A big thank you to sauna builder Terry from the Sequoia National Forest area in California. Terry is just now in the midst of his own sauna build project. He reached out to saunatimes with some build questions and submitted to our Advisory Team a couple detailed SketchUp drawings which impressed our staff!
“I am pretty new to SketchUp, but really enjoyed making up some drawings of our sauna build plans.” Terry explains. “Glenn circled back with me and asked if I could adapt his pencil drawings of two configurations for his 8×12 sauna plans.”
And Terry did it!
Terry advises: “You can create a free account for Sketch Up to fully view all the details and move around the 3D space, plus you can show/hide sections and get exact measurements as well. I’ve attached a few export images. The actual .skp file is 23MB.”
We included Terry’s zip file within the folder of the saunatimes ebook “Sauna Build From Start to Finnish.”
What’s so funny about peace, love, and understanding divine proportion?
“8×12 is a magical dimension,” Glenn says. “We are using dimensional lumber. Being under 100 square feet, in most municipalities, the structure does not require a building permit.” Glenn goes on to add: “8/12 is a golden ratio. Divine proportion isn’t just for woo woo tarot card readers. Divine proportion is a foundation for all of Nature and Science.
If Leonardo di Vinci were alive today, chances are he’d be advancing his ideas while sitting on the upper bench of his own 8’x12′ health and wellness backyard retreat. He’d extend his arm out to toss water on the rocks and would be reminded that the length of his arm, from his elbow to the end of his hand is 2/3 the length of his entire arm.” More on the Golden Ratio and the human body here.
This fact may not mean much, but the 2/3 ratio exists everywhere. Because of this ubiquity, the Golden Ratio feels right. When we build by following the dimensions of divine proportion, we make art that looks and functions beautifully.
8×12 may not be your sauna building dimensions. You may choose 12×16. And Leonardo di Vinci would nod approval for that dimension as well! (Check out these two 12×16 concepts here.)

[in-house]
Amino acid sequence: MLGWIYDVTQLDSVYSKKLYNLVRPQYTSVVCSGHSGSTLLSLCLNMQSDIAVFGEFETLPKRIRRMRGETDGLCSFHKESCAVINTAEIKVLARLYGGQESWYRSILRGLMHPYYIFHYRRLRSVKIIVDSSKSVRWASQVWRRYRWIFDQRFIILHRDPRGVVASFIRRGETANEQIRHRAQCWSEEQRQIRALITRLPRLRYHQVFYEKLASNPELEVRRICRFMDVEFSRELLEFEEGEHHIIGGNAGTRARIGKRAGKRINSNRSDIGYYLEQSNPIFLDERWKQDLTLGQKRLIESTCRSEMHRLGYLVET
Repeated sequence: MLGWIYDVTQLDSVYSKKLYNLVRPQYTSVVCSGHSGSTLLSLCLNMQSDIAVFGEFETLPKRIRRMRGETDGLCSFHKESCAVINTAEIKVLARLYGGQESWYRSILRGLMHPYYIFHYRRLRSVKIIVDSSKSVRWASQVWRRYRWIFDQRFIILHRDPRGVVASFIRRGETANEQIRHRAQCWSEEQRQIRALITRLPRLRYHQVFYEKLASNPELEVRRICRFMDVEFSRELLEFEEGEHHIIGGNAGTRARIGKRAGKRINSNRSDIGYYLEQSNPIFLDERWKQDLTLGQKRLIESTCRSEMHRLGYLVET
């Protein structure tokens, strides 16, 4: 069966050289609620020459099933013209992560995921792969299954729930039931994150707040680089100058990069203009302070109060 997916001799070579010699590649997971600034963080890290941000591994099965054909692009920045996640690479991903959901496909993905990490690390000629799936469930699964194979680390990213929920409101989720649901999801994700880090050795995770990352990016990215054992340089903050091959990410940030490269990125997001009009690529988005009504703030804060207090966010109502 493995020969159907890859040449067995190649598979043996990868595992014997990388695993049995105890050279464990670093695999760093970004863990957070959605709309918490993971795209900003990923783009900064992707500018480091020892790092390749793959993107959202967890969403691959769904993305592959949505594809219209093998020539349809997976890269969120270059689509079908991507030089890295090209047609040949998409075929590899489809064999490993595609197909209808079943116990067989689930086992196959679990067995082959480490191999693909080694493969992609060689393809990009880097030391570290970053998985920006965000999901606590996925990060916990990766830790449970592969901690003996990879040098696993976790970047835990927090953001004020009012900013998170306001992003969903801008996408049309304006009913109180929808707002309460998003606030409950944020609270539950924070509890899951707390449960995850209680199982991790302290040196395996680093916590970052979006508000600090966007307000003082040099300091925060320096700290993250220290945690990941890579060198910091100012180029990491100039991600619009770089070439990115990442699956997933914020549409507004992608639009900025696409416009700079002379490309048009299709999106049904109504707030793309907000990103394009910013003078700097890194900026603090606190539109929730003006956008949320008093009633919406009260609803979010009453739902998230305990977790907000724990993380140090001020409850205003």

Hot room bench analysis (down to the inch!)
The SketchUp drawings offer two bench configurations for your consideration. The bench layout on the left is approximately 7’4″ long. The bench layout on the right is approximately 6′ long. The layout on the left has less standing space. The layout on the right has more standing space. As you can see, neither of these layouts offer an “L” bench, as for many applications, “L” benches look better on paper than in real life (and can easily be added after the fact).
Sauna builders can choose either layout with consideration towards how and where the structure will sit on their property. SUGGESTION: get the ball rolling (and right brain thinking) with 4 sticks and a roll of carpenter string.
Let’s look at window ideas
Three cheers for transom windows. With either design, we can introduce transom a transom window in the hot room to lighten the space and offer a welcoming view to nature, while sitting on the sauna bench. For more clarity of windows, please click here.
Overall building size matters
What is significant is that with either design, we are working with a hot room of just under 50 square feet. Why is this significant? Because this is a great hot room size. In the US, we have too many Big Homes, Big Cars, Big Cheeseburgers, But We Don’t Have To Build Big Saunas. This design, much like with Divine Proportion, prescribes to the Sauna Party Equation.
So, a big thank you to Terry for his great work with adapting the saunatimes sauna drawings to SketchUp. Collaborating and helping others with realize own health and wellness retreat is contagious (and rewarding!).
For extra credit reading, here is the development of above, with original SketchUp drawing from 2009. Tried and true and tested by a madman’s journey to 50 saunas in 12 days in Finland, this still probably remains “the perfect size outdoor sauna.”
A final word from Terry: “People can link up with me on: Facebook https://www.facebook.com/terry.majamaki/ or Instagram https://www.instagram.com/majamaki/ . I’ve been documenting our build progress via stories and have a Sauna Build collection you can see on my Instagram profile.”